| 5:10 pm on Sep 10, 2003 (gmt 0)|
Grokker by Groxis [webmasterworld.com] sad that they don't have a trial version or anything :(
I'll say I'd also be curious to hear the experience of somebody who used this...
| 5:53 pm on Sep 12, 2003 (gmt 0)|
Like the others I was disappointed there was no demo version. I thought $99 was a lot for a product I couldn't even try. Nonetheless I read a lot of good stuff about Grokker [groxis.com] and have tried other visual searches like Kartoo [kartoo.com], so I was eager to try Grokker. I did and it was worth it, especially if you are in a line of work where you can count it as a business expense and tax deduction. It is not yet a "google" by any means, but if you are covering a broad topic it lets you quickly zero in on the aspect you want. It can also give you new ideas about how to approach your search. I plan to upgrade to the "pro" version as soon as it becomes available.
I should add it no longer pulls its content from Northern Light, but Teoma, Open Directory (DMOZ), Amazon, or selected areas of your hard drive. I like the Teoma searches best and the personal hard drive searches seem to have a lot of potential but presently need some refinement as it is too hard to zero in on a specific subdirectory.
| 4:46 pm on Jan 5, 2004 (gmt 0)|
Some talk about Vivisimo and Grokker [google.com]
Better search results than Google? [cnn.com]
| 5:08 pm on Jan 5, 2004 (gmt 0)|
Vivisimo.com is overloaded thanks to the CNN article. This should be a very big boost for them.
Not sure I agree with the article but it's nice to see.
| 8:49 pm on Jan 6, 2004 (gmt 0)|
just checked 1 keyphrase and saw an affiliate link (www.qksrv.net/...) within the top 20. That's not cool imho
| 8:56 pm on Jan 6, 2004 (gmt 0)|
someone must be reading this thread...a free trial has now appeared, and its just $49...
| 9:38 pm on Jan 6, 2004 (gmt 0)|
There was a sizable article in the Express (the Washington Post's quicky for commuters)... apparently they are hoping to evetually sell their technology to Google itself.
| 10:03 pm on Jan 6, 2004 (gmt 0)|
The economics of search engines mean you need to be either big to survive as a general purpose, or small as a specific niche.
The business model of this company - to charge customers for rendering and analysis of results that they don't own, is a questionable move. Reminds me of all those auction aggregators for ebay. As long as its small and drives traffic, ebay didn't mind. But when it started taknig away ebay's profits, ebay sued them and coopted all their features.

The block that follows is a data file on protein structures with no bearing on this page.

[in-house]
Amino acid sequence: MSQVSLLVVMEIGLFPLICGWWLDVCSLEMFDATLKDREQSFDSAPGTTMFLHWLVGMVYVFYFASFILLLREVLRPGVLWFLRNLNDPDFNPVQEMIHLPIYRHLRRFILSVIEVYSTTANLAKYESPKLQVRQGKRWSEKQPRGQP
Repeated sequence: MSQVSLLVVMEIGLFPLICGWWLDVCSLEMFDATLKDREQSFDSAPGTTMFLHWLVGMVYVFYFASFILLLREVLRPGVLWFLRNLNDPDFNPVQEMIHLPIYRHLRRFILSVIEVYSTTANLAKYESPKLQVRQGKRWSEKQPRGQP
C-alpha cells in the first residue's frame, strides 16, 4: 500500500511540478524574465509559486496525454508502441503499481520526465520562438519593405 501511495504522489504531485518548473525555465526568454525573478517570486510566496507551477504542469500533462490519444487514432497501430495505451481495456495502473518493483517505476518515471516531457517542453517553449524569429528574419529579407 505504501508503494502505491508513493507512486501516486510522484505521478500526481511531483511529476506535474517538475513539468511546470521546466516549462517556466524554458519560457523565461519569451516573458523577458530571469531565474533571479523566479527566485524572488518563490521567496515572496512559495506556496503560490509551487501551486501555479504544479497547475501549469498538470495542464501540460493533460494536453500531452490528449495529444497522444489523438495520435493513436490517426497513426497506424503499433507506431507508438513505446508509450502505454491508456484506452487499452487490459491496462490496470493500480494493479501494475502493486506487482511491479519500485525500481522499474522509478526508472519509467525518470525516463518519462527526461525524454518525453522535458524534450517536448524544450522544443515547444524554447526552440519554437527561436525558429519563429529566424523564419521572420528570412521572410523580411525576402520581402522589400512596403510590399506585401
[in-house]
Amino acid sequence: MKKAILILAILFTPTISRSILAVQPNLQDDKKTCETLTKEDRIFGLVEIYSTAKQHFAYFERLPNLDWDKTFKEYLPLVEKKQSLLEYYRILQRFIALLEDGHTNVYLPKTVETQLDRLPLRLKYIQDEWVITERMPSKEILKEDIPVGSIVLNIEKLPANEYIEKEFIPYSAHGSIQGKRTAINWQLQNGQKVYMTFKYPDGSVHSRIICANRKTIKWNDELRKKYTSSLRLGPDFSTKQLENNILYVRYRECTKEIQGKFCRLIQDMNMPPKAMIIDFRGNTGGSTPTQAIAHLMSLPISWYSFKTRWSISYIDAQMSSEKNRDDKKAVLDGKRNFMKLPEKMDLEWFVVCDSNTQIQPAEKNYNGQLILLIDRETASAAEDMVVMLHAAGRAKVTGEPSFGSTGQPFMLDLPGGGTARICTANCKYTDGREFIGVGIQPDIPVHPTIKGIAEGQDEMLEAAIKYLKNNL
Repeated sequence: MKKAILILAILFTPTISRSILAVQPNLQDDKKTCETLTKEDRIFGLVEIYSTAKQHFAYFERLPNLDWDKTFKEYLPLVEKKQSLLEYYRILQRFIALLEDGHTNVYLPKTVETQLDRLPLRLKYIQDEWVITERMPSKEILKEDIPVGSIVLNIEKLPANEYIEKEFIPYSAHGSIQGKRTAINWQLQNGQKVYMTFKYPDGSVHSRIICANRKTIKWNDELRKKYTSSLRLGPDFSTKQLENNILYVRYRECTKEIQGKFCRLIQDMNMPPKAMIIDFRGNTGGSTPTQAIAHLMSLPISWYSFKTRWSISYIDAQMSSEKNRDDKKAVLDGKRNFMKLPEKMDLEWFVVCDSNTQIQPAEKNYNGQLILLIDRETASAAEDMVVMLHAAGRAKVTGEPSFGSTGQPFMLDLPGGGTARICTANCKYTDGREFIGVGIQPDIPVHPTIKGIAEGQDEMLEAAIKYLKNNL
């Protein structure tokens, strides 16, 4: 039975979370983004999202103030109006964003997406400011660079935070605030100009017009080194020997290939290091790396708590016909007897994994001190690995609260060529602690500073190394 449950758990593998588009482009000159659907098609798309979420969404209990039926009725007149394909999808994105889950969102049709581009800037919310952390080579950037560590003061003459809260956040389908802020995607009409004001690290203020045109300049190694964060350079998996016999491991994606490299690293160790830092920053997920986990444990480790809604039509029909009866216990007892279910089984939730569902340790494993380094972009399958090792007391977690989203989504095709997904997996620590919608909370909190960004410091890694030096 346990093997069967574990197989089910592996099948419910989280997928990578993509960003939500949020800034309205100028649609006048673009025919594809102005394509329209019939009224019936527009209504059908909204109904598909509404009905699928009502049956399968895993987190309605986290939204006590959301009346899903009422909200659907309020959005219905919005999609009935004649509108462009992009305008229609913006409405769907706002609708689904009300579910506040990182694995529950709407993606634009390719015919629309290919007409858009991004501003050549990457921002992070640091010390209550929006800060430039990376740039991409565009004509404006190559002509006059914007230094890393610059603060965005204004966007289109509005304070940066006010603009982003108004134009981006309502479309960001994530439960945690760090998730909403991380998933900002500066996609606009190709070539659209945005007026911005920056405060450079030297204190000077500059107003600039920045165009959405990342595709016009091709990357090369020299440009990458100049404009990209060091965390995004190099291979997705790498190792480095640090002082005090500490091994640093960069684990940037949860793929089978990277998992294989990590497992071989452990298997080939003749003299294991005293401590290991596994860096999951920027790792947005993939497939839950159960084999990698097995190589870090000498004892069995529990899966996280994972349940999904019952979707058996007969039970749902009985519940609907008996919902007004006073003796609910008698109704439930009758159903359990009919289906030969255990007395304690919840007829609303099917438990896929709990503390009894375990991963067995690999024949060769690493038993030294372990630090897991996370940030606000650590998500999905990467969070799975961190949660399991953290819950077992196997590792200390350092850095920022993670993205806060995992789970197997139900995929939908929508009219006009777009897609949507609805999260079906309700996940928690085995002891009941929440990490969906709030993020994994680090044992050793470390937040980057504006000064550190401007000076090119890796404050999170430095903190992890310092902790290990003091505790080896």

Building your own search index is a capital intensive process, but at least you own that capital. A business like grokker doesn't own much of anything - they are competing more with IE than with google. The best that they can hope for is good market penetration. They should at minimum offer a free product and periodically be bugging their users to upgrade.
| 4:50 am on Jan 7, 2004 (gmt 0)|
|someone must be reading this thread...a free trial has now appeared, and its just $49... |
Ahhh, the power of the people! And Kudos to Grokker for responding in rapid fashion.
| 12:54 pm on Jan 7, 2004 (gmt 0)|
$49? is this crazy?
I'm not gonna waste my precious money on some old alternative search product!
I love Kartoo and Vivisimo, I use them very often and thats because they are so-called "free" and if you come to think of it - almost every search product on the web is free, except for Grokker.
Why pay money to search the web when you can search it for free?
And plus I have no what-so-ever full 100% guarantee if this is better than Google.
| 2:21 pm on Jan 7, 2004 (gmt 0)|
Search has been free for the masses, because it is "Advertising Supported"...
I don't see the masses lining up to fork over even $49 for a search add on...
Their only real hope for "mass" success is to have an existing engine license their technology...
| 2:52 pm on Jan 7, 2004 (gmt 0)|
> but Teoma, Open Directory (DMOZ), Amazon, or selected areas of your hard drive
It´s grabbing results from some other SE´s:
AltaVista, MSN, WiseNut, Fast and Yahoo
| 4:57 pm on Jan 7, 2004 (gmt 0)|
Tried the 30 day trial. This is a great resource tool
for scouting out the competition. However at $49 dollars
a pop, the masses will never accept it.
I think it will be a big hit in scientific, governement, university and research departments, and this is the market
they are trying for; and not the mass consummers.
| 11:53 pm on Jan 7, 2004 (gmt 0)|
• Windows 2000 or Windows XP
• Pentium III at 400MHZ or higher
• 128MB RAM (we recommend 256MB or more, if you’re going to use the file indexing service for the My Files keyword search)
• 100MB of free disk space (or 20MB only if Java 2 is already installed)
No go here, as this box is running Win Me. (I'll guess a 700 Mhz Celeron would do.) If they are going for the mass market, there's a LOT of boxes out there running Win Me, and even Win 98.
| 8:41 am on Jan 8, 2004 (gmt 0)|
Web information is made to be free.
| 11:03 am on Jan 8, 2004 (gmt 0)|
I 100% agree with you!
| 8:53 pm on Jan 8, 2004 (gmt 0)|
does anyone know any more about whether there is actual intent to sell this technology to Google? I would imagine that they would hold their cards and sell to the highest bidder. and that, I would assume, is Microsoft.
| 12:57 am on Jan 9, 2004 (gmt 0)|
Who would pay $49 for this and why!